By David Pan Telos
This week we have released a podcast interview with J. E. Elliott, who discusses his recent article, “Brand English and Its Discontents: Situating Truth and Value in the University Today” in Telos 200. I discuss with him the way in which activism has become the focus in humanities education. He argues that such an activist orientation erodes the educational mission of higher education in a way that does not resist but in fact conforms to the continuing corporatization of the university. In this context of activism as education, I also could not resist commenting on the continuing strike by graduate student instructors at the University of California, in which their demands for a doubling of their salaries are an attempt to introduce a Marxist-inspired paradigm into collective bargaining discussions.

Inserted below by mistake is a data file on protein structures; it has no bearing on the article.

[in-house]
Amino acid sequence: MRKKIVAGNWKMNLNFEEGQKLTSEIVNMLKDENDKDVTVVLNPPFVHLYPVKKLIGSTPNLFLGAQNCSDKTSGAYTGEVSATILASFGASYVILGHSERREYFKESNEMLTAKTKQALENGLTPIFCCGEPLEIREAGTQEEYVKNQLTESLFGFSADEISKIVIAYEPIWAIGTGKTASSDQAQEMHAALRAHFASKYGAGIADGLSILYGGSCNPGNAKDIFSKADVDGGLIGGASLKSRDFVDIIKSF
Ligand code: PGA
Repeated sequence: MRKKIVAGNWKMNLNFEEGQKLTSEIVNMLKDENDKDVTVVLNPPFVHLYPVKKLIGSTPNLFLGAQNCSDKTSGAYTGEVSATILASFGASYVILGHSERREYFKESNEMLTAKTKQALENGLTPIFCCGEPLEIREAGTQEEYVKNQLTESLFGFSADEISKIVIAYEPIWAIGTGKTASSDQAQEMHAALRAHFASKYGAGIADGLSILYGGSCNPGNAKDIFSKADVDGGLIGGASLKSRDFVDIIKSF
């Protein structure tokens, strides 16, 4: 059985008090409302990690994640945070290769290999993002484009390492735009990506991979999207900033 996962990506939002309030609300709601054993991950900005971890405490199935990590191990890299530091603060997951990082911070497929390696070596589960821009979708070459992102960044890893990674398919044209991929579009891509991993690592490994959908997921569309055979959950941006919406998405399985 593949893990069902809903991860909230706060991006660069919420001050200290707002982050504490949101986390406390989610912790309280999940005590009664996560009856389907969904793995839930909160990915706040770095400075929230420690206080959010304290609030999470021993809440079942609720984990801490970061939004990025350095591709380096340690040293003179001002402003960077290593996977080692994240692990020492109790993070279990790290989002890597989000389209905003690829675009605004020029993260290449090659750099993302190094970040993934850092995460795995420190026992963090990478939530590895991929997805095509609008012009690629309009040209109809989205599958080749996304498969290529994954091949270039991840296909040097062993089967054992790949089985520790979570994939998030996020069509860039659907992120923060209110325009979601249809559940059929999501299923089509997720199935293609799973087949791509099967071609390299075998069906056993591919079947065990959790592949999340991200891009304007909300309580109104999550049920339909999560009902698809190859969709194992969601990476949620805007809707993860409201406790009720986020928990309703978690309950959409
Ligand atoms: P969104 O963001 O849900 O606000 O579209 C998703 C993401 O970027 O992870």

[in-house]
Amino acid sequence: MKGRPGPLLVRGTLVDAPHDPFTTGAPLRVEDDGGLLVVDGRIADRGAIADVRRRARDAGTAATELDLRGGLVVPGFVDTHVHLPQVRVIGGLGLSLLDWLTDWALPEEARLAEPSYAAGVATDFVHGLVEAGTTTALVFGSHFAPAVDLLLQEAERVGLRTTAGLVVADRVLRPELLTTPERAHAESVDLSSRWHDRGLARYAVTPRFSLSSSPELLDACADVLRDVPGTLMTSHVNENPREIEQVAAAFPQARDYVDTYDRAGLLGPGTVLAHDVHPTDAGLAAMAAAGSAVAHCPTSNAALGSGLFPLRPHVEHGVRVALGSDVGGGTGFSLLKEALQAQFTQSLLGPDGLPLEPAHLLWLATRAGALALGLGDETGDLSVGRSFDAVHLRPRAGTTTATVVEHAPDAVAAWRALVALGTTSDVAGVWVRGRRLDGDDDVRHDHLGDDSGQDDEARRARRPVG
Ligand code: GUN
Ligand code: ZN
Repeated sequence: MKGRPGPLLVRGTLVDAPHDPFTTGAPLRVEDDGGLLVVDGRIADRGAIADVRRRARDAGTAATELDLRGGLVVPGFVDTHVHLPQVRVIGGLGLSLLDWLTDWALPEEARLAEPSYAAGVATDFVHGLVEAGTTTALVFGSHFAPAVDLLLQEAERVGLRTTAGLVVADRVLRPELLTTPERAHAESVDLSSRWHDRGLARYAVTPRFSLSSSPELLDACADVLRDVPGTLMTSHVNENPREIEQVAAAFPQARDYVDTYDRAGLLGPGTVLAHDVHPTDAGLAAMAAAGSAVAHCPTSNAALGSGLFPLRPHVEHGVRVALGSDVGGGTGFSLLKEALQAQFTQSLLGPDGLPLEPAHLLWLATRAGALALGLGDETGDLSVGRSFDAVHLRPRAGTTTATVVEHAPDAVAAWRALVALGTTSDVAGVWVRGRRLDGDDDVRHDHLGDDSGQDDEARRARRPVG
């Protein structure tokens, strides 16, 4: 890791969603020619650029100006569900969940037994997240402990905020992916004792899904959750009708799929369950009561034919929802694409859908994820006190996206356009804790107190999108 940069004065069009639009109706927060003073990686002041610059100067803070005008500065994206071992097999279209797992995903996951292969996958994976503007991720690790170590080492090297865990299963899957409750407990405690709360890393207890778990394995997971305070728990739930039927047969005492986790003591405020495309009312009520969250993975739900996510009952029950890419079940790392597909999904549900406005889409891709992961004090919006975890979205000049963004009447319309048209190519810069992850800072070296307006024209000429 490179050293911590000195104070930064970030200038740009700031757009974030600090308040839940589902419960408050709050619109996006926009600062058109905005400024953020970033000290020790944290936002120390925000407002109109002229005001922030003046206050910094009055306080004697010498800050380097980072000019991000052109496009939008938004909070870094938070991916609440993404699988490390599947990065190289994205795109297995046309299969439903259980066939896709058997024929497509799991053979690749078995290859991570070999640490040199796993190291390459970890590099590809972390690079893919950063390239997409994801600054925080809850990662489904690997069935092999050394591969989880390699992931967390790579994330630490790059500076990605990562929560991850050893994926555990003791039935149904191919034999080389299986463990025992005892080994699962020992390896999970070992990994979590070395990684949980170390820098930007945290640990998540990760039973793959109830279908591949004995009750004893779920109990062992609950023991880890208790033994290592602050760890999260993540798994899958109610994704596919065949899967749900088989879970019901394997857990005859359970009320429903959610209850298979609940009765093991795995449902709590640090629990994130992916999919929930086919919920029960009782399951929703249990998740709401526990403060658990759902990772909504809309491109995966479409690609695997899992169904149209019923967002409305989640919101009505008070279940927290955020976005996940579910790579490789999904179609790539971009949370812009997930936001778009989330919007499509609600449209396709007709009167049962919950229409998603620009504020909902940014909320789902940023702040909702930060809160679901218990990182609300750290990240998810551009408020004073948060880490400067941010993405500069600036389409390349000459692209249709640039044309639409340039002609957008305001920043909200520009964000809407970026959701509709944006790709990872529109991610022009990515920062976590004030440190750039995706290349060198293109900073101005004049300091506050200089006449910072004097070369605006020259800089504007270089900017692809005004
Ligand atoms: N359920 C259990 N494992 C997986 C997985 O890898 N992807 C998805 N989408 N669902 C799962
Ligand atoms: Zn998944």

As the teaching assistant strike at the University of California extends into its fifth week, it seems that education has increasingly merged with activism. In fact, J. E. Elliott argues in our podcast interview that the development of the humanities in particular has moved so far in this direction that activism has become the explicit focus and attraction of majoring in the humanities for college students. As he lays out, such activist-oriented education is not a form of resistance but a result of the corporatization of the university, which involves not just links between corporations and universities but also the way in which college education has developed into a mass market commodity. The expansion of higher education, in promoting the admission of larger proportions of the population into college, has diluted the elite character of the college degree, making it into a more purely professional qualification and forcing colleges to devote more effort into justifying the value of their degrees for the job market. Because the ideals of inclusion and of merit are inherently contradictory, integrating more students into college has devalued the degree credential and therefore colleges must design their programs with an eye toward different segments of the higher education market. Consequently, the humanities at U.S. universities have evolved to establish “Brand English” to compete with “Brand STEM” and “Brand Business” by promoting social activism as its main distinguishing characteristic.